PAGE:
Assessing Knowledge Status on Comfort Positioning in Pediatric Care: A Narrative Review


  • Isha Prasad Dalhousie University
  • Joanne Gallant IWK Health Centre


Pain prevention and comfort positioning are vital components of pediatric care, as they can help improve the experience of pediatric patients undergoing painful and/or traumatic medical procedures. A search of the literature was conducted for the purpose of assessing current best practice for comfort positioning and pain prevention in pediatric care facilities. Databases used in the search included CINAHL, US National Library of Medicine, National Institute of Health, and PubMed.  The synthesis of findings from this search suggested a reaffirmation of the benefits of comfort positioning. It also suggests that pain prevention in pediatrics is extremely vital, as painful procedures without adequate comfort measures have been connected to the development of a fear of treatments and subsequently, avoidance of medical care. Outpatient clinics were observed for the purpose of assessing current practices to further assess healthcare workers’ current knowledge of comfort positioning and determine next steps to further enhance pain prevention methods in pediatric care through practice standards. The observational findings highlight that there is an informal standard for comfort positioning within this hospital, despite no formal policy or practice guideline. It was observed that comfort positioning seems to be less effective for older children. Instead, they tend to prefer to be thoroughly educated on the procedure with open and honest communication to implement a feeling of having control. This suggests that comfort measures should expand beyond physical positioning, and instead expand into the way that healthcare professionals approach and speak about the procedures. These themes highlight a need to implement a set of guidelines for comfort positioning and pain prevention in pediatric facilities. Formal guidelines would encourage standardized and evidence-informed practice for pain management strategies.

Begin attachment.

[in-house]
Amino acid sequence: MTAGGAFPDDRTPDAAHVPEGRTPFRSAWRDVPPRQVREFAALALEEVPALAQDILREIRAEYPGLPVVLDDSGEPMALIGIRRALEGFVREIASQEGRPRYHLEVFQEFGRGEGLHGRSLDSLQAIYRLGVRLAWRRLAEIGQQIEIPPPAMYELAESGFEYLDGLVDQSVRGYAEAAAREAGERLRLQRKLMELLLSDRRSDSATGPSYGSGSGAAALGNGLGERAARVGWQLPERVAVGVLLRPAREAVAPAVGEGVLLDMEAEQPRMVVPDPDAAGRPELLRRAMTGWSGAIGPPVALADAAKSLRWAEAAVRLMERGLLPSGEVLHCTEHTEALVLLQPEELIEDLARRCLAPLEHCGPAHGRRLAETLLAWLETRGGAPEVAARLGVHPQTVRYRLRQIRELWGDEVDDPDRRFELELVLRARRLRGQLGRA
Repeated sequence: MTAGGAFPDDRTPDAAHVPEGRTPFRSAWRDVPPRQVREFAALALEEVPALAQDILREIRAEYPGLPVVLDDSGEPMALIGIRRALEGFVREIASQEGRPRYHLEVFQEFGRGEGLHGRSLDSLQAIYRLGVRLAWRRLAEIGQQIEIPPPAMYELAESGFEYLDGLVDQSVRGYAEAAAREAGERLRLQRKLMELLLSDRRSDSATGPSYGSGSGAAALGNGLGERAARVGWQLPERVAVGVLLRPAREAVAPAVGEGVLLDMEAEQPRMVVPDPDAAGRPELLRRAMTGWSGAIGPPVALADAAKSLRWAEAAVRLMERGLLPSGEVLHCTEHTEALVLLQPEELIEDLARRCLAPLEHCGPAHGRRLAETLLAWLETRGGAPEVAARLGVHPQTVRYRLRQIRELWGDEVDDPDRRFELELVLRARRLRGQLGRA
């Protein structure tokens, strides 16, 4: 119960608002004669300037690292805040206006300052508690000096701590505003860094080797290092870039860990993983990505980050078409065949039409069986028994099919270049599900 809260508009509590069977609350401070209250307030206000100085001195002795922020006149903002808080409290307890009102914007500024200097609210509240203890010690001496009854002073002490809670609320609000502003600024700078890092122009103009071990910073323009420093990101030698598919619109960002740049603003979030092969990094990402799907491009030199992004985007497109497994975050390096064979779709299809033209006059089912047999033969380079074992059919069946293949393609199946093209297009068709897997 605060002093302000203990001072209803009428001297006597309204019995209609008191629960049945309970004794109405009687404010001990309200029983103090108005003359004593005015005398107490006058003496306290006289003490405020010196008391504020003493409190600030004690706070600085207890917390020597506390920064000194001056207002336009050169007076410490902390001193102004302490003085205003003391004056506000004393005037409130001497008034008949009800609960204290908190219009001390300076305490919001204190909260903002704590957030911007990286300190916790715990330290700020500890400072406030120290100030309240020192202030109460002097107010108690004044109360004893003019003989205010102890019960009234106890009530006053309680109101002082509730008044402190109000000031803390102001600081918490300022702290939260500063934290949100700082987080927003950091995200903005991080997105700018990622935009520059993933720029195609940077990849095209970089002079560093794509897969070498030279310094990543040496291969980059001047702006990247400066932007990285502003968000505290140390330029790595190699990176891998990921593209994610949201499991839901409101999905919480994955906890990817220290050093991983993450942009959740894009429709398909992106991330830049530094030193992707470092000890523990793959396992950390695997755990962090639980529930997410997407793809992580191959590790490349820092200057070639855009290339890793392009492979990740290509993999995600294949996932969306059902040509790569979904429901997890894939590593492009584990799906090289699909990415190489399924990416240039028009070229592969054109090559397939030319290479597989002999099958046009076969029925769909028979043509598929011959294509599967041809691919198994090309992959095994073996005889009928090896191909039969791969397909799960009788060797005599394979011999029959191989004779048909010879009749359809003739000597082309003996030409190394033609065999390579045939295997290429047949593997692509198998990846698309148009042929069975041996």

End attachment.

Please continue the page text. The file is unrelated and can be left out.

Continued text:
Author Biographies

Isha Prasad, Dalhousie University

Isha Prasad is a semester 8 nursing student at Dalhousie University in Halifax, Nova Scotia. Isha took the IWK Service Learning project course as an elective and with the help of her mentor, Joanne Gallant, found a new passion for nursing research and policy formation. Isha hopes to continue on this path when beginning her nursing career. 

Joanne Gallant, IWK Health Centre

Joanne Gallant is an RN and Clinical Leader of Development at the IWK Health Centre in Halifax, Nova Scotia. She was a Mentor in Dalhousie University School of Nursing's IWK Service Learning Project course in which she supervised and contributed to this article.